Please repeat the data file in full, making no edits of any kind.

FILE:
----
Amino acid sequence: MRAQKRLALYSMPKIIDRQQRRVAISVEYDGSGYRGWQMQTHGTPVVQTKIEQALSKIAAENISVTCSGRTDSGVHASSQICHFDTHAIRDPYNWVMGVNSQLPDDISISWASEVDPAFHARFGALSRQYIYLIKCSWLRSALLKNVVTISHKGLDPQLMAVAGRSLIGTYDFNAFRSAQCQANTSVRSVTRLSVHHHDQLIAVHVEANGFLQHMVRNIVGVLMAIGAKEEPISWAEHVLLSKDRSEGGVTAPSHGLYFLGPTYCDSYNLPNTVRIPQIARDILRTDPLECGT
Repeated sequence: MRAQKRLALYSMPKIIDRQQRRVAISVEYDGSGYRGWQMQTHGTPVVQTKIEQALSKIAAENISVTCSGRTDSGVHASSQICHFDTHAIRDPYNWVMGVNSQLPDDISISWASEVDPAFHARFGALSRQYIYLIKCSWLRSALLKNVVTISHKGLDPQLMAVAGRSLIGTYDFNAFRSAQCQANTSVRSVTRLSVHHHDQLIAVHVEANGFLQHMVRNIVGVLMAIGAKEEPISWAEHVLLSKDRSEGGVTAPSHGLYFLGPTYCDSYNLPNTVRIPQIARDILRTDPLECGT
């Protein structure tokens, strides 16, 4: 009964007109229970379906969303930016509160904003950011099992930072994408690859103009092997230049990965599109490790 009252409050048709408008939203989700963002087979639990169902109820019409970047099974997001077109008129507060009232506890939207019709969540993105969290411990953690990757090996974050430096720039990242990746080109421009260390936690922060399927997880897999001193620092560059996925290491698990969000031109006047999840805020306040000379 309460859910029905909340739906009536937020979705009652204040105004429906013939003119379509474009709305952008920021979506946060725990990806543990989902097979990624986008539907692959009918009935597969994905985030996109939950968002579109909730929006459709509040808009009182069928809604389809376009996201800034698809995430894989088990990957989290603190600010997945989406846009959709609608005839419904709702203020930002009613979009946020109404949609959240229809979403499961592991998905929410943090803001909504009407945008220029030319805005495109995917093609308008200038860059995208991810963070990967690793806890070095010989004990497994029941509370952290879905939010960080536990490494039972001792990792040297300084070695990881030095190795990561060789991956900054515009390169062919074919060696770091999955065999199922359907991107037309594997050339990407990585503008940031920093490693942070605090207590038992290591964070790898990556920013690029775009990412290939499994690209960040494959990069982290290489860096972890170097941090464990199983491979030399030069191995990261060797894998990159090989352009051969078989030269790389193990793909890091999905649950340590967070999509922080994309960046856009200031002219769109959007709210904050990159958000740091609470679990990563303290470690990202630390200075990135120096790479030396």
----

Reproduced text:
Amino acid sequence: MRAQKRLALYSMPKIIDRQQRRVAISVEYDGSGYRGWQMQTHGTPVVQTKIEQALSKIAAENISVTCSGRTDSGVHASSQICHFDTHAIRDPYNWVMGVNSQLPDDISISWASEVDPAFHARFGALSRQYIYLIKCSWLRSALLKNVVTISHKGLDPQLMAVAGRSLIGTYDFNAFRSAQCQANTSVRSVTRLSVHHHDQLIAVHVEANGFLQHMVRNIVGVLMAIGAKEEPISWAEHVLLSKDRSEGGVTAPSHGLYFLGPTYCDSYNLPNTVRIPQIARDILRTDPLECGT
Repeated sequence: MRAQKRLALYSMPKIIDRQQRRVAISVEYDGSGYRGWQMQTHGTPVVQTKIEQALSKIAAENISVTCSGRTDSGVHASSQICHFDTHAIRDPYNWVMGVNSQLPDDISISWASEVDPAFHARFGALSRQYIYLIKCSWLRSALLKNVVTISHKGLDPQLMAVAGRSLIGTYDFNAFRSAQCQANTSVRSVTRLSVHHHDQLIAVHVEANGFLQHMVRNIVGVLMAIGAKEEPISWAEHVLLSKDRSEGGVTAPSHGLYFLGPTYCDSYNLPNTVRIPQIARDILRTDPLECGT
């Protein structure tokens, strides 16, 4: 009964007109229970379906969303930016509160904003950011099992930072994408690859103009092997230049990965599109490790 009252409050048709408008939203989700963002087979639990169902109820019409970047099974997001077109008129507060009232506890939207019709969540993105969290411990953690990757090996974050430096720039990242990746080109421009260390936690922060399927997880897999001193620092560059996925290491698990969000031109006047999840805020306040000379 309460859910029905909340739906009536937020979705009652204040105004429906013939003119379509474009709305952008920021979506946060725990990806543990989902097979990624986008539907692959009918009935597969994905985030996109939950968002579109909730929006459709509040808009009182069928809604389809376009996201800034698809995430894989088990990957989290603190600010997945989406846009959709609608005839419904709702203020930002009613979009946020109404949609959240229809979403499961592991998905929410943090803001909504009407945008220029030319805005495109995917093609308008200038860059995208991810963070990967690793806890070095010989004990497994029941509370952290879905939010960080536990490494039972001792990792040297300084070695990881030095190795990561060789991956900054515009390169062919074919060696770091999955065999199922359907991107037309594997050339990407990585503008940031920093490693942070605090207590038992290591964070790898990556920013690029775009990412290939499994690209960040494959990069982290290489860096972890170097941090464990199983491979030399030069191995990261060797894998990159090989352009051969078989030269790389193990793909890091999905649950340590967070999509922080994309960046856009200031002219769109959007709210904050990159958000740091609470679990990563303290470690990202630390200075990135120096790479030396």